The Beat Sheet

The Beat Sheet is a blog about insect pest management issues relevant to Australia's northern grain region of Queensland and northern New South Wales. This team blog is updated by entomology staff from Queensland Primary Industries and Fisheries. Their contribution is supported by funding from the grains and cotton industries.

Wednesday, October 17, 2007

Can you confidently identify armyworm and helicoverpa larvae in winter cereals?

Both Helicoverpa armigera and armyworm larvae are occurring together in wheat and barley. It is important to be able to separate the helicoverpa larvae from the armyworm larvae in order to determine whether the numbers are above or below threshold, and, if needed, to make the most appropriate decision about control options.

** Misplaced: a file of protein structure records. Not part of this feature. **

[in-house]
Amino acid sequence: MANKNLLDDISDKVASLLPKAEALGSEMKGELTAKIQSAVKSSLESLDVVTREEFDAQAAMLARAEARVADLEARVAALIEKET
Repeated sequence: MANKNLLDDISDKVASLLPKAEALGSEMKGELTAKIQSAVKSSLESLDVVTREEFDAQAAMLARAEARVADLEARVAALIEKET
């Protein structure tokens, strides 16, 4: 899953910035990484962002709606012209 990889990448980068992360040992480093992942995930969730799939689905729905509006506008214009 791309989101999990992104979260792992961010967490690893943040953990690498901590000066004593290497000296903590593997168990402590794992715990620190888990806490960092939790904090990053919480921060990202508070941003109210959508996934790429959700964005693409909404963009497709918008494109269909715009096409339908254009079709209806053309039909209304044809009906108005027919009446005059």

Armyworm larvae

  • have three white stripes on the collar, behind the head. These stripes may or may not persist down the body so concentrate on the collar (see the image above at right).

  • skin is smooth without obvious hairs and bumps.

  • larger larvae tend to curl up when disturbed.

Helicoverpa larvae

  • skin is lumpy with obvious hairs.

  • may be considerable variation in colour.

  • may or may not have a 'saddle'.



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